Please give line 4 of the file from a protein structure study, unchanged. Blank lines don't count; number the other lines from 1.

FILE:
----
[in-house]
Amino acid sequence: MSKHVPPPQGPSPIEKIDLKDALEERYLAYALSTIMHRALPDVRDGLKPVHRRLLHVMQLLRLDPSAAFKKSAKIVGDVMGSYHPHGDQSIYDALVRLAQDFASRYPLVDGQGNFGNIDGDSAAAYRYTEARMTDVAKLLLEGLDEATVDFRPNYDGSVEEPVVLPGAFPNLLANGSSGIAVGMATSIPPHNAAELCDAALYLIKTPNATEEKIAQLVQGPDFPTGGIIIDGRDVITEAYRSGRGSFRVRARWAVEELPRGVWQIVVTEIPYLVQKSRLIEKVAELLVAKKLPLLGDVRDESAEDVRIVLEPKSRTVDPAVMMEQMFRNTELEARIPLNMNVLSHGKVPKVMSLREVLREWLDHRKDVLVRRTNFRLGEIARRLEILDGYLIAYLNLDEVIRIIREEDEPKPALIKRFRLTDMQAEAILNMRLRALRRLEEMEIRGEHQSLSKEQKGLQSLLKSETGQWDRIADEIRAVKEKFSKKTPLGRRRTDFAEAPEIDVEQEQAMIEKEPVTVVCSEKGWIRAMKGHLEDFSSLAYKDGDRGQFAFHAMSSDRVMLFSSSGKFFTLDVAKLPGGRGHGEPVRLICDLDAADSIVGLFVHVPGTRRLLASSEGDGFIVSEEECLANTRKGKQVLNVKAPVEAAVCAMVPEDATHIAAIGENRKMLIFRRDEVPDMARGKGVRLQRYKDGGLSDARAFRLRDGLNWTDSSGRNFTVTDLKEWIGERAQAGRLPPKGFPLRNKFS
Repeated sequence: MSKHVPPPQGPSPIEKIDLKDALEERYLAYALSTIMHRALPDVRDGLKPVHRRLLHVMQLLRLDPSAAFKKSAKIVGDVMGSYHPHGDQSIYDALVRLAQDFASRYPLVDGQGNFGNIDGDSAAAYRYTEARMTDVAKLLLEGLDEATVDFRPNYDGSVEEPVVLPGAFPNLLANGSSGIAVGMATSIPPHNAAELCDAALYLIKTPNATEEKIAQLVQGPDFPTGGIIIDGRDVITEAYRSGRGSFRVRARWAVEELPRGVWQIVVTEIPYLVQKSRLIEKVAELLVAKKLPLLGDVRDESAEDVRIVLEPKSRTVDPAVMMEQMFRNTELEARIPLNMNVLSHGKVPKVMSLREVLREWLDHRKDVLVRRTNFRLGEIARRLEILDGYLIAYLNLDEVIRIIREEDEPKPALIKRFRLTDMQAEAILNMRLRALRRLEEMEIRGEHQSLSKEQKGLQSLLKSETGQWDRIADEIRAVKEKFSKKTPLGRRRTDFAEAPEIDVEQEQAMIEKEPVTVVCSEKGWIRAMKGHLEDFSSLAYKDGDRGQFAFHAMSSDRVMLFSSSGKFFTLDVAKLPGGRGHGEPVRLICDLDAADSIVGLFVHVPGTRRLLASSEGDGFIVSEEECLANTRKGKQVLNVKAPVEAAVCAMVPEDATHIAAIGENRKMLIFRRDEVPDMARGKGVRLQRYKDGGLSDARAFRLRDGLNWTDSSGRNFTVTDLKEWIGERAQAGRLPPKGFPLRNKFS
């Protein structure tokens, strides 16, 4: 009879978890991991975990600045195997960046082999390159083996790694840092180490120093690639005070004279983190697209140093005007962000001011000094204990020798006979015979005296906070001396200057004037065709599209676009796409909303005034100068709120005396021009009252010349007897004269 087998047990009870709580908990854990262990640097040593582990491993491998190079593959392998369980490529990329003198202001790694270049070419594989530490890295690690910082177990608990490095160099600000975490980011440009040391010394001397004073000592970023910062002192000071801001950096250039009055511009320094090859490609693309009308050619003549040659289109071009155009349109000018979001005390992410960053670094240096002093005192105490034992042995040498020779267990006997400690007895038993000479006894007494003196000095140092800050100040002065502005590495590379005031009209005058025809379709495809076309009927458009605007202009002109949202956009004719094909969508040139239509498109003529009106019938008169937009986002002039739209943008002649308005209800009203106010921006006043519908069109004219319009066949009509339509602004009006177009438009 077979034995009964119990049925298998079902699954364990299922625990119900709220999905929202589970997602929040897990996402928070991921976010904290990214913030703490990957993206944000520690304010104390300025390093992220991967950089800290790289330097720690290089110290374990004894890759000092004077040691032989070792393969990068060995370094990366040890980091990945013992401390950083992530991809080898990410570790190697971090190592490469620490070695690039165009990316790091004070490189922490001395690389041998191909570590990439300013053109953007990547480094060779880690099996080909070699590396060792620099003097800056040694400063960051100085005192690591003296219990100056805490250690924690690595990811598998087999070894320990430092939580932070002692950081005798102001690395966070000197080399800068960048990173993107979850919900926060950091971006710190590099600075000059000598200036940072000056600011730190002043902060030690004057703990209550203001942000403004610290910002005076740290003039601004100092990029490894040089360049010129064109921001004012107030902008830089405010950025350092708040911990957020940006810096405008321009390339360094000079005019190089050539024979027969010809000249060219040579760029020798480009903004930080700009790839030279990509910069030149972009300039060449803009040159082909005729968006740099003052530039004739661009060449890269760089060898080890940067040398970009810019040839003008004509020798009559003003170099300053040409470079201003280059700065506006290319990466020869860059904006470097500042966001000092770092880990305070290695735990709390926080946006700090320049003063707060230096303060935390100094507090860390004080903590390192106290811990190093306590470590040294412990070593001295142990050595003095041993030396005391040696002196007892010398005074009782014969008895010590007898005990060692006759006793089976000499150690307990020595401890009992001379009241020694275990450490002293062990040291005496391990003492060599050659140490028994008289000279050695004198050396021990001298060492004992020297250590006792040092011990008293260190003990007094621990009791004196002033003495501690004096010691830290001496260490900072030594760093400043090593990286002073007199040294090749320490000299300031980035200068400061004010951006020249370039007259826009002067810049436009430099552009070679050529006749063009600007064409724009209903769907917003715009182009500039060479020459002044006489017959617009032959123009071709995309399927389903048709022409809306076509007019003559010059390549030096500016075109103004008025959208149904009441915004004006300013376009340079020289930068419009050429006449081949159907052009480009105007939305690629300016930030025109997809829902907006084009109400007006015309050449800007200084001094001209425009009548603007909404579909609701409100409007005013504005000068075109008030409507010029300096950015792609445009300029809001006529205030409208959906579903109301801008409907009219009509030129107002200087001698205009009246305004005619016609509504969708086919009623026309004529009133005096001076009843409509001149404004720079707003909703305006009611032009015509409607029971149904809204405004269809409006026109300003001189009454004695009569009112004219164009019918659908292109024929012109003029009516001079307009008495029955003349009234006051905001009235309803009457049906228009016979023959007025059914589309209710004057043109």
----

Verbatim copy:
């Protein structure tokens, strides 16, 4: 009879978890991991975990600045195997960046082999390159083996790694840092180490120093690639005070004279983190697209140093005007962000001011000094204990020798006979015979005296906070001396200057004037065709599209676009796409909303005034100068709120005396021009009252010349007897004269 087998047990009870709580908990854990262990640097040593582990491993491998190079593959392998369980490529990329003198202001790694270049070419594989530490890295690690910082177990608990490095160099600000975490980011440009040391010394001397004073000592970023910062002192000071801001950096250039009055511009320094090859490609693309009308050619003549040659289109071009155009349109000018979001005390992410960053670094240096002093005192105490034992042995040498020779267990006997400690007895038993000479006894007494003196000095140092800050100040002065502005590495590379005031009209005058025809379709495809076309009927458009605007202009002109949202956009004719094909969508040139239509498109003529009106019938008169937009986002002039739209943008002649308005209800009203106010921006006043519908069109004219319009066949009509339509602004009006177009438009 077979034995009964119990049925298998079902699954364990299922625990119900709220999905929202589970997602929040897990996402928070991921976010904290990214913030703490990957993206944000520690304010104390300025390093992220991967950089800290790289330097720690290089110290374990004894890759000092004077040691032989070792393969990068060995370094990366040890980091990945013992401390950083992530991809080898990410570790190697971090190592490469620490070695690039165009990316790091004070490189922490001395690389041998191909570590990439300013053109953007990547480094060779880690099996080909070699590396060792620099003097800056040694400063960051100085005192690591003296219990100056805490250690924690690595990811598998087999070894320990430092939580932070002692950081005798102001690395966070000197080399800068960048990173993107979850919900926060950091971006710190590099600075000059000598200036940072000056600011730190002043902060030690004057703990209550203001942000403004610290910002005076740290003039601004100092990029490894040089360049010129064109921001004012107030902008830089405010950025350092708040911990957020940006810096405008321009390339360094000079005019190089050539024979027969010809000249060219040579760029020798480009903004930080700009790839030279990509910069030149972009300039060449803009040159082909005729968006740099003052530039004739661009060449890269760089060898080890940067040398970009810019040839003008004509020798009559003003170099300053040409470079201003280059700065506006290319990466020869860059904006470097500042966001000092770092880990305070290695735990709390926080946006700090320049003063707060230096303060935390100094507090860390004080903590390192106290811990190093306590470590040294412990070593001295142990050595003095041993030396005391040696002196007892010398005074009782014969008895010590007898005990060692006759006793089976000499150690307990020595401890009992001379009241020694275990450490002293062990040291005496391990003492060599050659140490028994008289000279050695004198050396021990001298060492004992020297250590006792040092011990008293260190003990007094621990009791004196002033003495501690004096010691830290001496260490900072030594760093400043090593990286002073007199040294090749320490000299300031980035200068400061004010951006020249370039007259826009002067810049436009430099552009070679050529006749063009600007064409724009209903769907917003715009182009500039060479020459002044006489017959617009032959123009071709995309399927389903048709022409809306076509007019003559010059390549030096500016075109103004008025959208149904009441915004004006300013376009340079020289930068419009050429006449081949159907052009480009105007939305690629300016930030025109997809829902907006084009109400007006015309050449800007200084001094001209425009009548603007909404579909609701409100409007005013504005000068075109008030409507010029300096950015792609445009300029809001006529205030409208959906579903109301801008409907009219009509030129107002200087001698205009009246305004005619016609509504969708086919009623026309004529009133005096001076009843409509001149404004720079707003909703305006009611032009015509409607029971149904809204405004269809409006026109300003001189009454004695009569009112004219164009019918659908292109024929012109003029009516001079307009008495029955003349009234006051905001009235309803009457049906228009016979023959007025059914589309209710004057043109």